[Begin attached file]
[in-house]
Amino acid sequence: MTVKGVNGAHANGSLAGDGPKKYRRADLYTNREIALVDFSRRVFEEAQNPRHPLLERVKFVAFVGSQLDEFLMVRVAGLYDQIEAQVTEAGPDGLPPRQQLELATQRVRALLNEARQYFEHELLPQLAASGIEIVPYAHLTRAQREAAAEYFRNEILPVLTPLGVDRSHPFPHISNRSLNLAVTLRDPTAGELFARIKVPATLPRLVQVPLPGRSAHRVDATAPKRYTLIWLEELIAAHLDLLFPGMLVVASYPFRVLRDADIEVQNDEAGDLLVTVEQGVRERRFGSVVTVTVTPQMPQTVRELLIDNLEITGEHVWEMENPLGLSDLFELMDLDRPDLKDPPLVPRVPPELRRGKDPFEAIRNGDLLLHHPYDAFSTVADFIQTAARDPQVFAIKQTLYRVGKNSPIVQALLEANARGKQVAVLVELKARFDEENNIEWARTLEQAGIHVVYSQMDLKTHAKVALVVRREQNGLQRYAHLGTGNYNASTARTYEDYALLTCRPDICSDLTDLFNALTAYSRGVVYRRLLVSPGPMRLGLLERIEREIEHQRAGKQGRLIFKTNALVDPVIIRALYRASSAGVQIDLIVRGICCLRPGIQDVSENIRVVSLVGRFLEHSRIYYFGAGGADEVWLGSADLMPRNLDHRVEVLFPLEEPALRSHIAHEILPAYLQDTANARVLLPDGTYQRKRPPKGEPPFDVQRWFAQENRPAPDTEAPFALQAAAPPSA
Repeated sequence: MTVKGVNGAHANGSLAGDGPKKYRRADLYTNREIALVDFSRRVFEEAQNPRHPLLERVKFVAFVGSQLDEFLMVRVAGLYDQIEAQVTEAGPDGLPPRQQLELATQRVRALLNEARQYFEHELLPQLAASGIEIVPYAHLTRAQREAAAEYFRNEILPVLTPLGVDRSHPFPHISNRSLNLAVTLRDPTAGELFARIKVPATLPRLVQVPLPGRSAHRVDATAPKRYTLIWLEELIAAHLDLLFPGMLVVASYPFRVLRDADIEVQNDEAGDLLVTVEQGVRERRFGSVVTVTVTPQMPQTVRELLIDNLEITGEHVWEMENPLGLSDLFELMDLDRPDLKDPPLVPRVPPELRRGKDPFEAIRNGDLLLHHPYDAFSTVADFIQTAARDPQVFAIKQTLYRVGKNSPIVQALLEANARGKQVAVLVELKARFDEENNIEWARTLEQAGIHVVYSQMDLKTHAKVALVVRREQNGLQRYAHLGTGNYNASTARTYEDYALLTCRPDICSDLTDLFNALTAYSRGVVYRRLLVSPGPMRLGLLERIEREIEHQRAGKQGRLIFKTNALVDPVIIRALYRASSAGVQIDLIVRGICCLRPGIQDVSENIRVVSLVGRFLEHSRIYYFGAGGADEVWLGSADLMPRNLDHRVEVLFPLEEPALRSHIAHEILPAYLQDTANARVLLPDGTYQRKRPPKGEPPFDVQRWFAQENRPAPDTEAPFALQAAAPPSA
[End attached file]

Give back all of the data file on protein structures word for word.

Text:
[in-house]
Amino acid sequence: MTVKGVNGAHANGSLAGDGPKKYRRADLYTNREIALVDFSRRVFEEAQNPRHPLLERVKFVAFVGSQLDEFLMVRVAGLYDQIEAQVTEAGPDGLPPRQQLELATQRVRALLNEARQYFEHELLPQLAASGIEIVPYAHLTRAQREAAAEYFRNEILPVLTPLGVDRSHPFPHISNRSLNLAVTLRDPTAGELFARIKVPATLPRLVQVPLPGRSAHRVDATAPKRYTLIWLEELIAAHLDLLFPGMLVVASYPFRVLRDADIEVQNDEAGDLLVTVEQGVRERRFGSVVTVTVTPQMPQTVRELLIDNLEITGEHVWEMENPLGLSDLFELMDLDRPDLKDPPLVPRVPPELRRGKDPFEAIRNGDLLLHHPYDAFSTVADFIQTAARDPQVFAIKQTLYRVGKNSPIVQALLEANARGKQVAVLVELKARFDEENNIEWARTLEQAGIHVVYSQMDLKTHAKVALVVRREQNGLQRYAHLGTGNYNASTARTYEDYALLTCRPDICSDLTDLFNALTAYSRGVVYRRLLVSPGPMRLGLLERIEREIEHQRAGKQGRLIFKTNALVDPVIIRALYRASSAGVQIDLIVRGICCLRPGIQDVSENIRVVSLVGRFLEHSRIYYFGAGGADEVWLGSADLMPRNLDHRVEVLFPLEEPALRSHIAHEILPAYLQDTANARVLLPDGTYQRKRPPKGEPPFDVQRWFAQENRPAPDTEAPFALQAAAPPSA
Repeated sequence: MTVKGVNGAHANGSLAGDGPKKYRRADLYTNREIALVDFSRRVFEEAQNPRHPLLERVKFVAFVGSQLDEFLMVRVAGLYDQIEAQVTEAGPDGLPPRQQLELATQRVRALLNEARQYFEHELLPQLAASGIEIVPYAHLTRAQREAAAEYFRNEILPVLTPLGVDRSHPFPHISNRSLNLAVTLRDPTAGELFARIKVPATLPRLVQVPLPGRSAHRVDATAPKRYTLIWLEELIAAHLDLLFPGMLVVASYPFRVLRDADIEVQNDEAGDLLVTVEQGVRERRFGSVVTVTVTPQMPQTVRELLIDNLEITGEHVWEMENPLGLSDLFELMDLDRPDLKDPPLVPRVPPELRRGKDPFEAIRNGDLLLHHPYDAFSTVADFIQTAARDPQVFAIKQTLYRVGKNSPIVQALLEANARGKQVAVLVELKARFDEENNIEWARTLEQAGIHVVYSQMDLKTHAKVALVVRREQNGLQRYAHLGTGNYNASTARTYEDYALLTCRPDICSDLTDLFNALTAYSRGVVYRRLLVSPGPMRLGLLERIEREIEHQRAGKQGRLIFKTNALVDPVIIRALYRASSAGVQIDLIVRGICCLRPGIQDVSENIRVVSLVGRFLEHSRIYYFGAGGADEVWLGSADLMPRNLDHRVEVLFPLEEPALRSHIAHEILPAYLQDTANARVLLPDGTYQRKRPPKGEPPFDVQRWFAQENRPAPDTEAPFALQAAAPPSA